A Soulless Christmas, Part Fouron December 21, 2012 at 12:01 pm
This very special Forsaken Stars Tale of A Soulless Christmas takes place in Captain Sera Besh’s youth. You know, before she was a Captain. To begin with Part One, click here.
Seven days after Nieve’s arrival, Samwell and Sera had gone into town to pick up some equipment and parts for a couple of projects that they had lined up to tinker with in the workshop. They were arguing about how to increase the efficiency of power distribution in the Bluebird when they drove up to the farm. Smoke and fire billowed from the hovel, the workshop, and power station. The barn was open, animals ran free or laid in the dirt, shot dead by pulse rifle fire or ran through by spears and swords.
“Privateers,” Samwell said through grit teeth, and leaped out of the hovercar before it had come to a full stop. He ran into the hovel.
Sera stepped out of the car and walked towards the center of the farm and surveyed the destruction. B9, missing his lower limbs, pulled himself along the ground towards her. She ran to him and knelt, drawing him into her lap. “Report,” she said.
“Band of Pirates—zzzt!—attacked, looking for Mister Nieve. I tried to protect your Uncle Dorn, but I was unsuccessful. Zzzt!—they questioned him, beating him for answers, but he would not—zzzt!–yield.”
Sera looked around, saw the bodies of a couple of farmhands, Zaych and Brundt–they’d been young, hearty men, loyal and brave, and paid with their lives, Sera wouldn’t forget them—but her uncle was nowhere to be seen. “Where is Uncle Dorn, B9?”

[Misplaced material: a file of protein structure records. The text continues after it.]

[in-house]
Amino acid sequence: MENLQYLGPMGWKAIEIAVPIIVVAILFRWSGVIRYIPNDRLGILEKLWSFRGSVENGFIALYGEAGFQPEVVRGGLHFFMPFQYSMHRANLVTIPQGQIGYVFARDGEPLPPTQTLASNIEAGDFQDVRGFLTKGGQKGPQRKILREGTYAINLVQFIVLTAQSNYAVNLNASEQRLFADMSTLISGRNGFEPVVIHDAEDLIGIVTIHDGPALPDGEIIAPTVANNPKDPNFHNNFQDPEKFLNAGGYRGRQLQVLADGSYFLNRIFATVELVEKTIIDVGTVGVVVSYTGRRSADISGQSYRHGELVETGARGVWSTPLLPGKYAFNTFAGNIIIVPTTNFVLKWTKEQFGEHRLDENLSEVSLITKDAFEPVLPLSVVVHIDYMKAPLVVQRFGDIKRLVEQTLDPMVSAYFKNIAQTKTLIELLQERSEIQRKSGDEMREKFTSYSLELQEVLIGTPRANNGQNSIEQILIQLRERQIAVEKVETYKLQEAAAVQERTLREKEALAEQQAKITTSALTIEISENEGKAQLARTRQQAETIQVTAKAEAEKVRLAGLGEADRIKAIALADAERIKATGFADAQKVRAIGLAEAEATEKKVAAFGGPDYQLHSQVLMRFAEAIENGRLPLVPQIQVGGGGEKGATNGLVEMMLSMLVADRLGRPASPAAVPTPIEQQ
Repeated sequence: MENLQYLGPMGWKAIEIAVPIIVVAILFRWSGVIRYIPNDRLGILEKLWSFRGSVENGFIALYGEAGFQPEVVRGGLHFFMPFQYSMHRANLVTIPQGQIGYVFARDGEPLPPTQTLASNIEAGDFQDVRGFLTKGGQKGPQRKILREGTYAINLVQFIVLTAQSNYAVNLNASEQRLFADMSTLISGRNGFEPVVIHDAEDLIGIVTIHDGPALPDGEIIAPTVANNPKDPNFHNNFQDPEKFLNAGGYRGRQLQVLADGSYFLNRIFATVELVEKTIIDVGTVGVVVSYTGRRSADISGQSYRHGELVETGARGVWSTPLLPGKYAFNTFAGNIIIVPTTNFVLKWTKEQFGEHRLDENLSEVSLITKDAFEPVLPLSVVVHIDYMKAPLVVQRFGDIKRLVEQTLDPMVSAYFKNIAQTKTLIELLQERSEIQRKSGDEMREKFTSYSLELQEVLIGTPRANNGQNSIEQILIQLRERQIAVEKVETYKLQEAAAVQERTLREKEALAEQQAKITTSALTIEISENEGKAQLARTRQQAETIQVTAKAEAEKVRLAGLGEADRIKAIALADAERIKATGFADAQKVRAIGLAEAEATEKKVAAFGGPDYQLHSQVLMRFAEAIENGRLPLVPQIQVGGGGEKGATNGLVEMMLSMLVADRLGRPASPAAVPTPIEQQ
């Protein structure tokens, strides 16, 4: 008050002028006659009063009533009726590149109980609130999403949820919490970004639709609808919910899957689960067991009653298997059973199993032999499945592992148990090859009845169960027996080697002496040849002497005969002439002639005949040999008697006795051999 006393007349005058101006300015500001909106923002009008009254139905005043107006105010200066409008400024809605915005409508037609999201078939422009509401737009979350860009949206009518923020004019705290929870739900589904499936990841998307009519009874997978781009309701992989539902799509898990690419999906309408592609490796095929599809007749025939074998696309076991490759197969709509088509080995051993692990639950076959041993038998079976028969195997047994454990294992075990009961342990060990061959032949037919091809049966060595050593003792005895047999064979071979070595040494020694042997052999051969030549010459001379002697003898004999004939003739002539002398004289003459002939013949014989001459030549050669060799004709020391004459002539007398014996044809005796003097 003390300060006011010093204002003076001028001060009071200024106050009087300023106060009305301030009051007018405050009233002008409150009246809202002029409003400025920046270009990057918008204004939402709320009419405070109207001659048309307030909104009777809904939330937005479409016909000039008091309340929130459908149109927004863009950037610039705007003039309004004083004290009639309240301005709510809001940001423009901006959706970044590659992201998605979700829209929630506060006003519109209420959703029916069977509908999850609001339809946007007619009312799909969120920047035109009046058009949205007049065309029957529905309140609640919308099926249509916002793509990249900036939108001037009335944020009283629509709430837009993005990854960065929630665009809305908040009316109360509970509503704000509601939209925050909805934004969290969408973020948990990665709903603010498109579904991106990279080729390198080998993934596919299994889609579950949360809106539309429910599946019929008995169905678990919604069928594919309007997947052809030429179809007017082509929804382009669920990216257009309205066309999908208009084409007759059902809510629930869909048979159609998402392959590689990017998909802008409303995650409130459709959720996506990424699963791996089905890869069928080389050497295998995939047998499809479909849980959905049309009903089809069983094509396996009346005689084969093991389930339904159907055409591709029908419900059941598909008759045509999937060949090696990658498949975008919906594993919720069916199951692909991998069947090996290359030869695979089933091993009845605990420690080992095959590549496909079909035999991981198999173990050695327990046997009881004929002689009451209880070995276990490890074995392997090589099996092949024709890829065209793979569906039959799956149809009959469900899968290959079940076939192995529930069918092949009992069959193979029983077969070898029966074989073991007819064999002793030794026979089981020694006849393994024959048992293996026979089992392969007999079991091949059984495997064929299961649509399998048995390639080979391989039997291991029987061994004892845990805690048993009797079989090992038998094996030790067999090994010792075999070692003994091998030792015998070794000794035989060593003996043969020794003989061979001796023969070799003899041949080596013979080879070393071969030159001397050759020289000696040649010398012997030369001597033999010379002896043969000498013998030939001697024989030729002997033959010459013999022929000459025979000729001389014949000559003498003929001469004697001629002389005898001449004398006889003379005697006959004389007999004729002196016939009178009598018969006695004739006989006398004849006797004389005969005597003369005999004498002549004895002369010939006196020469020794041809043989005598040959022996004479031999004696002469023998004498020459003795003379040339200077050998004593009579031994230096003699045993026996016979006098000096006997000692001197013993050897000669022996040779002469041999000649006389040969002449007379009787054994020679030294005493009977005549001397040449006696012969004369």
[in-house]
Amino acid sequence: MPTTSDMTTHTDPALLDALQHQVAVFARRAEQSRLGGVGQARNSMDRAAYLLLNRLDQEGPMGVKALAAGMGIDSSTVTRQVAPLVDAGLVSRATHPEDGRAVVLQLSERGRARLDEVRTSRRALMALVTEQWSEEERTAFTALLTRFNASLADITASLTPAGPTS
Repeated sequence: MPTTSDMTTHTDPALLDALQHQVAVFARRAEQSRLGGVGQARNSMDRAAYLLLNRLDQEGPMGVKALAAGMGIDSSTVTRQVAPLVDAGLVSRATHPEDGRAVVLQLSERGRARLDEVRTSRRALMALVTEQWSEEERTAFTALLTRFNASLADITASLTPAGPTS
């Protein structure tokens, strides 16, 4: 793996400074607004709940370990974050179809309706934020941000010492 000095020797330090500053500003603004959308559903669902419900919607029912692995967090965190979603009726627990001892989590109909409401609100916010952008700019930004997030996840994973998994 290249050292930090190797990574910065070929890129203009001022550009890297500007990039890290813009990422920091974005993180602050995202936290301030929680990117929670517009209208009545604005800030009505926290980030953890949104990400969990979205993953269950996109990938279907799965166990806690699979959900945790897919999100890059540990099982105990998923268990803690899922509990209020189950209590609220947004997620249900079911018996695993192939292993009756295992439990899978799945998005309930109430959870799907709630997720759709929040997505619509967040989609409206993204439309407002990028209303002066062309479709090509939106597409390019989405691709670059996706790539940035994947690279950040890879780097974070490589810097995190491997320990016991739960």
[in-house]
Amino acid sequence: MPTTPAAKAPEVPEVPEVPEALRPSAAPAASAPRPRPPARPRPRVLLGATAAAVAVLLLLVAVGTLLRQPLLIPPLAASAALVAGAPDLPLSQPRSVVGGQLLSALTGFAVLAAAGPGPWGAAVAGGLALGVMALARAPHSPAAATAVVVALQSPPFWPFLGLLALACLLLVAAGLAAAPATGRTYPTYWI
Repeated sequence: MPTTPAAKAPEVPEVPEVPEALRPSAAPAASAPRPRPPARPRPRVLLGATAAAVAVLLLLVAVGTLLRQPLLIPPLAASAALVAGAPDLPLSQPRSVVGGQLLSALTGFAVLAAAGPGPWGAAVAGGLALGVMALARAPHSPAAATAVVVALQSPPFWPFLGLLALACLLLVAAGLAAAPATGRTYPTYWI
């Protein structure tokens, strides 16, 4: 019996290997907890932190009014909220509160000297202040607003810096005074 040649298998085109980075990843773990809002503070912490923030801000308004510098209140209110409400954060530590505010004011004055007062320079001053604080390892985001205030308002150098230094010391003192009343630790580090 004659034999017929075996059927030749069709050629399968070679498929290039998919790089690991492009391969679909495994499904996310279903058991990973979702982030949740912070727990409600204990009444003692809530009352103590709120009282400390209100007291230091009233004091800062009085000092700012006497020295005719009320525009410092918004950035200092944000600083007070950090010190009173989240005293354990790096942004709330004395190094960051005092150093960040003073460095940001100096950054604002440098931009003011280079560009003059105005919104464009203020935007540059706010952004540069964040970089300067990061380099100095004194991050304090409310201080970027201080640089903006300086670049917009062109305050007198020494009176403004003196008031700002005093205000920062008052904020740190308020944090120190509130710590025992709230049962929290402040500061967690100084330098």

“They were clever. When he would not relent, they turned to me and promised that if I did not tell them where the Wolfen was, they would kill Master Dorn.”
Oh, no, Sera thought. B9 was incapable of lying, and incapable of allowing harm to come to any sentient being—unless it was threatening another. “What did you do? What did you say?”
“I—I had no choice, Miss Sera.”
“I told them Mister Nieve was tending to the wheat crop to the east, when in fact he was tending to the winter rye to the west. They took Master Dorn with them, alive.”
“Good ‘bot,” Sera said.
Sera’s father ran out of the hovel towards the barn when he saw Sera and doubled back. “Your mother’s not in the house, not in the cellar.”
“She went to deliver lunch to Nieve. He was tending the winter rye to the west,” B9 said and sputtered into non-operation.
“Saddle one of the tri-horses,” Samwell said, nodding to one of the loose stallions, “ride to Winton’s and stay there until I come get you.” He turned and made for the hovercar.
“But, dad, I want to come with you!”
“No, Sera. Take B9′s memory core. See if you can get me numbers, faces, anything tactical. I’m counting on you, baby girl!”
Sera let out a frustrated grrr!, pulled out B9′s black cube of a memory core from the back of its head and stormed to the barn. She tried to ignore the smell of pulse-seared flesh and mess, reached for a saddle, and then felt the cold, hard arms of a stranger around her waist and a heavy hand clap her mouth shut.
“Not a sound dearie,” a whiskey-laced voice insisted as Sera struggled and tried to scream through the palm of his fleshy hand. “‘Stayed behind on the gamble that our bounty might double back. Looks like I’ve caught a pretty little one to barter with, in case the Snowcub won’t come along quietly.”